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Dogs, cats and other cute fluffy creatures

The pros and cons of owning a pet as a retiree

By Ania Szmyd-Potapczuk

, |

Dogs, cats and other cute fluffy creatures

The pros and cons of owning a pet as a retiree

By Ania Szmyd-Potapczuk

, |

3 min read

Owning a pet offers many health and emotional benefits. Not only can pet ownership reduce stress, but pets also provide companionship and purpose. However, there are several reasons why pet ownership may not be suitable for everyone, so it’s vital to weigh up the pros and cons before committing to owning a pet.

Advantages of pet ownership

Owning a pet can help reduce loneliness, which is a prevalent condition among seniors. If you live in a retirement village, you may not lack for potential friends, but you may find that – once you are alone in your unit – you need someone around, and a dog or cat can offer the security of another warm body, and also give lots of affection and cuddles. Having a dog almost forces you get out every day, and you will find that most people you come across will stop to say hi to your pooch, which is likely to start up a conversation.

Research has also shown that owning a pet can encourage heart health and reduce stress. Pet owners tend to have lower blood pressure, and even the simple act of stroking your pet can bring down your pulse and kick-start the secretion of feel-good hormones in the brain.

Disadvantages of pet ownership

While pets can add a lot to your quality of life, there are times when owning a pet just isn’t right for your situation.

One of the most surprising risk factors of pet ownership is that they can increase your risk of a fall. The CDC estimates that around 1% of all falls are pet-related, though these falls aren’t classified as incapacitating or severe. If you’re prone to falling or have poor bone health, consider having a pet that you can keep out of the way, such as a bird or rabbit, instead of a dog or cat.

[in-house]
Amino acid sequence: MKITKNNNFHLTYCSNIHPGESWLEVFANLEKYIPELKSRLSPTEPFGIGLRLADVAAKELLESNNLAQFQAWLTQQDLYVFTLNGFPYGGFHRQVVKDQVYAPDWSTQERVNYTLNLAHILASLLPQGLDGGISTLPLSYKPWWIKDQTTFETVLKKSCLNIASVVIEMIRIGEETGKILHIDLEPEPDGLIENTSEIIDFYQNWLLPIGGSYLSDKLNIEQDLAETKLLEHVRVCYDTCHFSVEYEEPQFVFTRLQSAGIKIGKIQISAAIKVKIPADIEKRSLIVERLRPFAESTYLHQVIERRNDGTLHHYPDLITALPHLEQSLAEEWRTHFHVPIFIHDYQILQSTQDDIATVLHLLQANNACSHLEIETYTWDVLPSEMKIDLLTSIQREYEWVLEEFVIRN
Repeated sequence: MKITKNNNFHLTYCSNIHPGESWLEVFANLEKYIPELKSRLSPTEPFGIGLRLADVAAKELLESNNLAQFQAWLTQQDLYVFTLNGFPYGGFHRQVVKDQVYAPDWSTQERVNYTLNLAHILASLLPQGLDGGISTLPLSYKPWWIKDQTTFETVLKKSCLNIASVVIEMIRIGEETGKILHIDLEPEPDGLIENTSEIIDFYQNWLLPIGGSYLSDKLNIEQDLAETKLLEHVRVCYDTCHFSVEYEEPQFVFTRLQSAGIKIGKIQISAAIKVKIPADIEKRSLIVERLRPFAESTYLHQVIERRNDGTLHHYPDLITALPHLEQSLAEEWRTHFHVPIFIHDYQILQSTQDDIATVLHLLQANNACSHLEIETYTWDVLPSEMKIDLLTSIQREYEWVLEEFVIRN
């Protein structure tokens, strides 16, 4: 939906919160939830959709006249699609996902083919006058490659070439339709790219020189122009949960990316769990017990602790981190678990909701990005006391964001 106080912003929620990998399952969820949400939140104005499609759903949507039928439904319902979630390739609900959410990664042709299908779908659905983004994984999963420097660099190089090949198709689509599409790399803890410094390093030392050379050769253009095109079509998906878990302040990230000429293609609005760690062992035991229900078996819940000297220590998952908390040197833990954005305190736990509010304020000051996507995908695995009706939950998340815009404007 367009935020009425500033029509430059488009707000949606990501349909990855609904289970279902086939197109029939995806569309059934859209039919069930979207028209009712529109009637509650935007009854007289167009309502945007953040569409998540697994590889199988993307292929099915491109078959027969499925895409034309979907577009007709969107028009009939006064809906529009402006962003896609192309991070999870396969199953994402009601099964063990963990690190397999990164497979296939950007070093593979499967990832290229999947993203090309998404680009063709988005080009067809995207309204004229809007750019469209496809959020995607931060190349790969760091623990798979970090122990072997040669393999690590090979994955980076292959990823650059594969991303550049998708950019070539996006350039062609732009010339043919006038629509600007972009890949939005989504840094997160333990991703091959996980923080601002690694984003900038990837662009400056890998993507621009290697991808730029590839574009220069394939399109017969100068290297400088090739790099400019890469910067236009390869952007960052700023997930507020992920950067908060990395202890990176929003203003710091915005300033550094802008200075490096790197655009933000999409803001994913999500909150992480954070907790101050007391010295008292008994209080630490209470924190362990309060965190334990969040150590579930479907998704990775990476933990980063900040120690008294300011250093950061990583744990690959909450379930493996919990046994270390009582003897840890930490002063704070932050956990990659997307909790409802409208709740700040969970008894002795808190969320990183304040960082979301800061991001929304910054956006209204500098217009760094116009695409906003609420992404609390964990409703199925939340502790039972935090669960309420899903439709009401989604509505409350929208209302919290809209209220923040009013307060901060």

Pet ownership also isn’t cheap. Routine costs include feeding and grooming, which will add around R1,000 to your monthly bill. The cost of regular medical care is relatively low, but you should also budget for medical emergencies, which can cost tens of thousands of rands. If you do buy an active pet, such as a cat or dog, consider pet insurance, which will cover most medical costs – some even cover routine vaccinations and flea control.

Finally, there is always the concern about outliving your pet. Dogs and cats can live up to 20 years, meaning that they’re a significant investment in both time and emotion, and their loss can be devastating to seniors.

Some retirement villages have a policy that you can bring your pet along with you when you move in, but won’t allow you to replace it when it passes away. While you may not feel the need to replace your pet immediately after its death, you may find yourself lacking in companionship with no recourse to adopt another pet. Consider speaking to your HOA or body corporate about offering pet therapy if they’re not willing to allow pets in the estate.

Frosty Face Fostering Programme

Adopting a long-lived pet is a concern for seniors. What happens if you move into a retirement estate that doesn’t allow pets? Or what happens if you die before the pet does? Many seniors aren’t willing to take on the responsibility of dealing with a boisterous young puppy, especially if there’s a risk that they won’t be able to care for it until the end of its life.

A novel approach to solving this problem is the Frosty Face Fostering Programme offered by the Cape Dachshund group. The programme is an open-ended fostering initiative in which the person will foster a senior dog, either until either the dog dies or until the person’s circumstances change dramatically. The group will pay for any medical expenses, though the fosterer will have to pay for essential costs such as food.

Questions to ask

Owning a pet brings many tangible and intangible benefits, but also introduces some new risks and hurdles. Ask yourself these questions to evaluate whether or not your current living situation is the right time to adopt a pet:

  • Do I have the time? Pets need love and commitment. If you’re spending your retirement globetrotting, a pet may not be right for you.
  • Can I afford it? Pet care is expensive. Check your budget and allow for emergency expenses. If you can’t afford it, consider fostering instead of adoption.
  • What pet would work for me? There’s a wide variety of pets that are suitable for different situations. Small animals such as hamsters or fish make great pets for people who want a quiet, contained animal. If you don’t want to deal with the energy of a puppy or kitten, consider adopting a senior pet instead.

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